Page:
It seems to be a constant, this mistreatment of man. In each of my twenty-one years of age I have endured it, as did my father before me and his. Ollie Hatchett Sr., my grandfather, most assuredly recieved the most concentrated dose of this institutionalized torture we call racism. Hatchett was born in 1939, a year most notably marked the beginning of World War II. By the time he was in high school the country was still bound by its past ignorances, including an affinity toward the fairer skinned.
“I feel like I had a calling from God to preach,” Hatchett said. “It was just that urge that I needed to do something for people, to help people and their spiritual walk.”
Hatchett began preaching in 1971, but his life before then was mottled with the markers history had set in time. In 1957, his senior year, the Civil Rights Movement was on its way to the success that society knows it to have been.
“Some of the teachers from school would pick up students and take them to [Woolworths] lunch counters [downtown] and they would do sit-ins,” Hatchett said. “That’s how it all started.”
Hatchett’s high school, Councill Training School was brimming with students. Its halls filled seemingly moments after the chime of each bell. Binford Toney, another student at that time, recalls this:
“It was a lot of students there, I tell you … that was our school,” Toney said.
When Toney said “our” school, he meant blacks. It was the only black school in Madison County and it was packed. Binford and his wife Louise Toney attended Councill Training with Ollie, Binford graduating in ‘59 and Louise in 57’.
“Triana, Gurley, Toney … all different areas were bussed to Councill Training,” Louise said.
Though half a century has passed, the Toneys still have fond memories from what they claim to still have been “the good old days”. They even remember their classmate in these formative years.
“[Ollie] was real intelligent,” Binford said. “He didn’t hardly leave an ‘i’ un-dotted or a ‘t’ not crossed the way he spoke. He stepped around with his books like he was a professor … he was about his business.”
Hatchett had graduated as salutatorian years before. Second place was not his best, but the trend of the time made the prospect of higher education both null and void.
“I was the second smartest one, Florida Goods was the first.” Ollie said. “Most students thought, when they got a high school education, that was enough. [I] didn’t have anybody to encourage [me to go further.]”
Instead of springboarding off of high school into a college education, Hatchett spent a year in Nashville with a relative, a destination so new and foreign to him that it might as well have been Mars. Though when he returned it seemed that he had touched down upon Venus, for he found love shortly after.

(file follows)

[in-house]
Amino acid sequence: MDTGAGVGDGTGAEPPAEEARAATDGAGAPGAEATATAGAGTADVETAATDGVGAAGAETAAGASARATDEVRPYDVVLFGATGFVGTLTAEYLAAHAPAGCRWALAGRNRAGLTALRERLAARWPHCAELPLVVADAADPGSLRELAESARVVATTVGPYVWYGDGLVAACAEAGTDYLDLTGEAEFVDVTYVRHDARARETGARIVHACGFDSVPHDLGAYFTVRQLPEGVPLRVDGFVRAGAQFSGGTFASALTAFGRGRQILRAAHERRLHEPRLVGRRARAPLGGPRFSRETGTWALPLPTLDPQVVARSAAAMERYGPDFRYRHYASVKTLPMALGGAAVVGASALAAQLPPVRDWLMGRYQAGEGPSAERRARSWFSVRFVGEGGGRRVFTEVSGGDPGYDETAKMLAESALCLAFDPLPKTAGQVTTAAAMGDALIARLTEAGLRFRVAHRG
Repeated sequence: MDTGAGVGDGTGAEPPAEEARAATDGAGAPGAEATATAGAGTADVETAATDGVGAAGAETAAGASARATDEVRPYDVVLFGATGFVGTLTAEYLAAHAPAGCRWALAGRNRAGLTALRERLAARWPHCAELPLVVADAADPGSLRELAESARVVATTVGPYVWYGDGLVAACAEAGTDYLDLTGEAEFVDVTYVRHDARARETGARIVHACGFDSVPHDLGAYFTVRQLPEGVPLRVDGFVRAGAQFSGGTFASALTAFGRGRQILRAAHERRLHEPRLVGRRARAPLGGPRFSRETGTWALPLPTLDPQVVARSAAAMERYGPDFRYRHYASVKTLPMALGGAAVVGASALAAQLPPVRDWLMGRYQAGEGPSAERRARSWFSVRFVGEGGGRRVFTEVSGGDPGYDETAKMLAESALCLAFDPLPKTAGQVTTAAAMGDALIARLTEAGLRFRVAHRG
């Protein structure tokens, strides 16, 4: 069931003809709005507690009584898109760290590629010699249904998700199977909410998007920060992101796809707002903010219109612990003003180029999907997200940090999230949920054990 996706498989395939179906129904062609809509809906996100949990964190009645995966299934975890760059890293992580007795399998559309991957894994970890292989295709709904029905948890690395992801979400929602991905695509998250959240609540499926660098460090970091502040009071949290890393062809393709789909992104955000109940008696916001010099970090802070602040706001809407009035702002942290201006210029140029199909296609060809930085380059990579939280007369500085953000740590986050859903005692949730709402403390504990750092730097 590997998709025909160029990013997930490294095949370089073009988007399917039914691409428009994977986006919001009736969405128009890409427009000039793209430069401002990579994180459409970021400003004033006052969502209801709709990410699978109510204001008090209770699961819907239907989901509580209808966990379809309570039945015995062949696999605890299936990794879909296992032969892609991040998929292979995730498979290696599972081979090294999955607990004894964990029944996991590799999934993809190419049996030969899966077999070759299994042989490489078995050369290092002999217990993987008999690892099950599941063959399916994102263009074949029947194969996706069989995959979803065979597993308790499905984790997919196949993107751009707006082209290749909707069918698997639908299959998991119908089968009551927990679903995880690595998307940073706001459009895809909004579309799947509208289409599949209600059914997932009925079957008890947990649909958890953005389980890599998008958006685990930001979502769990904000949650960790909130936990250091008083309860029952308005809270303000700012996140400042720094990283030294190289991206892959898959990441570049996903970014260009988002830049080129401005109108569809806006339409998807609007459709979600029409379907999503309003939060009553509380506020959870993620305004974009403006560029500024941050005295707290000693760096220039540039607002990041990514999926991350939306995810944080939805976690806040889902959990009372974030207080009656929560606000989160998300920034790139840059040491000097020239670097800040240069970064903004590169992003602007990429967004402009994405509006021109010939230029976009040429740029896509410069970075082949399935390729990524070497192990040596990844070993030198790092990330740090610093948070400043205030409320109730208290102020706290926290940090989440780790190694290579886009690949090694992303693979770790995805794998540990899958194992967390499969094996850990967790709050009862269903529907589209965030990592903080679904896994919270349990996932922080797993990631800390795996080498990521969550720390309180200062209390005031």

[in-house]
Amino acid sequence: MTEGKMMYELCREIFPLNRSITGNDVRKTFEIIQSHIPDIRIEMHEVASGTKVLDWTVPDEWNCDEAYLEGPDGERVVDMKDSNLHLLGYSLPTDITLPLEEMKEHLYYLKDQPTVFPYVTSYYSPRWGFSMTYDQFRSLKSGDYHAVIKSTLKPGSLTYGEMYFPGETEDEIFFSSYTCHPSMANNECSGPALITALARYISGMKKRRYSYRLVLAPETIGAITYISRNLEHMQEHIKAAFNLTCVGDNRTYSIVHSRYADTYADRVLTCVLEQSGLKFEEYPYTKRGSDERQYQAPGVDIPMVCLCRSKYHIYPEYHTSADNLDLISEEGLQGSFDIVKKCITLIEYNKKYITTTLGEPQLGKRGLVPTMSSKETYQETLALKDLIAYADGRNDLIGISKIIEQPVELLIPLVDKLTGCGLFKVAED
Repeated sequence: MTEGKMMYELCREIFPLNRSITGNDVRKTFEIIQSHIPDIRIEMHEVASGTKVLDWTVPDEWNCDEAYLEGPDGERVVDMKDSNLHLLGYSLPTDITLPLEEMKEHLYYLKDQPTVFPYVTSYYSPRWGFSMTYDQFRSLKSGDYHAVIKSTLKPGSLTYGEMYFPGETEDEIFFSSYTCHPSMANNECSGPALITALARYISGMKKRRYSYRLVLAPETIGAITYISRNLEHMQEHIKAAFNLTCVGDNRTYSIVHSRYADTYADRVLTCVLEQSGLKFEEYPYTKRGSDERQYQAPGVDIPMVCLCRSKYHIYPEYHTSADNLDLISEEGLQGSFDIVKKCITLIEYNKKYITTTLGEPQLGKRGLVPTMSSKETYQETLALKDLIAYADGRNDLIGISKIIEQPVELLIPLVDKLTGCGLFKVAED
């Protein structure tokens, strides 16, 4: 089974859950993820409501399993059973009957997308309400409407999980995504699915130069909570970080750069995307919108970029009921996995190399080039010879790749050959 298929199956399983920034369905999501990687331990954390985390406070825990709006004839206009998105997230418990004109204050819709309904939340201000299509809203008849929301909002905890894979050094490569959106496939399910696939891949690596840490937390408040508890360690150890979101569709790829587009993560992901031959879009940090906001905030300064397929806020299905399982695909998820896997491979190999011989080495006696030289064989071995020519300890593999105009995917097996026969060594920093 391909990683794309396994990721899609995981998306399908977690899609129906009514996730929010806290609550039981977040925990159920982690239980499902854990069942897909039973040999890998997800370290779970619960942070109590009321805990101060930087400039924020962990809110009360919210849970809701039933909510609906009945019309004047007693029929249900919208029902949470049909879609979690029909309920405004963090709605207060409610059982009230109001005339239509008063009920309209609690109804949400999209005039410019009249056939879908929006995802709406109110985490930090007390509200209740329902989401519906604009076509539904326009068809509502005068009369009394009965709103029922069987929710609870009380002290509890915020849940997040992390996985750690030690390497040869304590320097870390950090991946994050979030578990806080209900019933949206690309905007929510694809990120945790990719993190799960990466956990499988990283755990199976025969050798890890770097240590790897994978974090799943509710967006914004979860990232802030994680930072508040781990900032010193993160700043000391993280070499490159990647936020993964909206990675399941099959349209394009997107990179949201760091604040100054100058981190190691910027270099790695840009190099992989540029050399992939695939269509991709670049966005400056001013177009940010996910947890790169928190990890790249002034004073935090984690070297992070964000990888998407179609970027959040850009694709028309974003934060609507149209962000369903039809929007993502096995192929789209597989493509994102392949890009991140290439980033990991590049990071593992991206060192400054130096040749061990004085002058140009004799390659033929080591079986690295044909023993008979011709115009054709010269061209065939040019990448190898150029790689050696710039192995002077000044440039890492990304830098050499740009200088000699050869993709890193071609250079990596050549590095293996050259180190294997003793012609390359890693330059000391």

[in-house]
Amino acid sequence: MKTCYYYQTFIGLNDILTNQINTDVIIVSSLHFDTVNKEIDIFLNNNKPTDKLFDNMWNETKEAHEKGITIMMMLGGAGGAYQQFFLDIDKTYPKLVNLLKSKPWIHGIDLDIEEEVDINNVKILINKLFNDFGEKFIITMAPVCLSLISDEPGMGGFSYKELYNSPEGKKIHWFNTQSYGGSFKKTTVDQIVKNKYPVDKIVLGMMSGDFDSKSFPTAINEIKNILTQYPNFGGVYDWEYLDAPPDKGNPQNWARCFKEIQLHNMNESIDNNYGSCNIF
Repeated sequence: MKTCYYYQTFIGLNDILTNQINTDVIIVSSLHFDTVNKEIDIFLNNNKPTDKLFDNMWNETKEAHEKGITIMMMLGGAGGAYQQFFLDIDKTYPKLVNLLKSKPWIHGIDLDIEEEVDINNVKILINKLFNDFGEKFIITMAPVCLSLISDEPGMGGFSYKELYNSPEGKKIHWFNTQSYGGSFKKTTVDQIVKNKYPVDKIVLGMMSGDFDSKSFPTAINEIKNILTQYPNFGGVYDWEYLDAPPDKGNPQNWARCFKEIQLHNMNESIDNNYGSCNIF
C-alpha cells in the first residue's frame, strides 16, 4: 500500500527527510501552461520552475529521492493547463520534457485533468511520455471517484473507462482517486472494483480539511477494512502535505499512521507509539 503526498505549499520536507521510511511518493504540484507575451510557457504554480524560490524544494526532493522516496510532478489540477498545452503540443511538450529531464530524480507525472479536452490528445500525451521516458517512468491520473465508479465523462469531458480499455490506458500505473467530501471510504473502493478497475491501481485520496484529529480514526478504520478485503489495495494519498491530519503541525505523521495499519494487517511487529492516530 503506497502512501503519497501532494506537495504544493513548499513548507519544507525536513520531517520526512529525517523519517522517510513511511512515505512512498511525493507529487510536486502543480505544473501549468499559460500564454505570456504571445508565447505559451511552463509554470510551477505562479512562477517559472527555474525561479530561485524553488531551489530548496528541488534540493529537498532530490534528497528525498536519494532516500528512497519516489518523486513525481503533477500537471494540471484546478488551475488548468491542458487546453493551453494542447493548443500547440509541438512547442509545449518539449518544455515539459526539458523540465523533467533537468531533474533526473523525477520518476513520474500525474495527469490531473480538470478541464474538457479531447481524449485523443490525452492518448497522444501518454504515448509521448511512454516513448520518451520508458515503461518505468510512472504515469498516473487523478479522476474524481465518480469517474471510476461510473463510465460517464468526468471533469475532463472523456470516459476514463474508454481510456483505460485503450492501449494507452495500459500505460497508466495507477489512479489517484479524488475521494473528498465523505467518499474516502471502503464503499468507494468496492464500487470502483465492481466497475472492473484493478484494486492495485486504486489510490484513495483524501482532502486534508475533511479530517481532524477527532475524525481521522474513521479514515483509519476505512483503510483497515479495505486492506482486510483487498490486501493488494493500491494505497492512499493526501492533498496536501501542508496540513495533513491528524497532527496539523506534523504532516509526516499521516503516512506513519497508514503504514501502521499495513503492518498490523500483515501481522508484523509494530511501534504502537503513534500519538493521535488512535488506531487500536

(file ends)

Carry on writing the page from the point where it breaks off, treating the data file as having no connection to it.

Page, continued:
“I had a friend up in Toney, Matt Tibbs. He was telling me he was coming down to see his girlfriend [and] he wanted me to come and go with him,” Hatchett said. “His girlfriend wasn’t at home ... she was at Cleotha’s house.”
Cleotha is Ollie’s now wife of fifty-eight years. After this chance encounter they hit it off.
“She was the prettiest thing I’d ever seen,” Ollie said.
From then on, Ollie and Cleotha were inseparable. They dated a mere eight months before they wed.
“He would come to see me every Wednesday, Saturday, and Sunday,” Cleotha said. “Then we got married.
In 1971, Ollie began preaching. After four years of rising through the ranks, he earned the title of pastor.
“If I were to start all over again, I would go like Paul did. He went to Arabia and studied for two years … after he had the Damascus road experience.” Ollie said.” But I think every period -- whatever the times may be -- sometimes requires more [of us]. We are to be prepared for whatever that period requires of us. The age we are living in now requires for a young man to do much more than we did.”
40 years pass, easily within the well-laid tracks of work and kids and tending to the flock. Naturally after serving for that long, one would be appointed to a higher position. For Ollie this title, presiding elder, was renewed for eleven years in a row.
“On the weekend I would drive at least 300 miles,” Ollie said. “… sometimes going to sleep [and] running off on that side of the highway, [oftentimes] stopping at Hardee’s gettin’ me a cup of coffee to try to stay woke, but I was still goin’.”
Staring forward, the most recent events of his life seemed to weigh on him, but not noticeably. The sudden death of his youngest and a minor stroke have taken him by storm, but he has weathered plenty before. The movement is slight … a sudden drop in his gaze. He reverts back into my grandfather then, imparting these words:
“That’s what we’re here for, it’s to help somebody. Not to talk about them or try to bring ‘em down, but to try to help somebody … to try to help them be better.”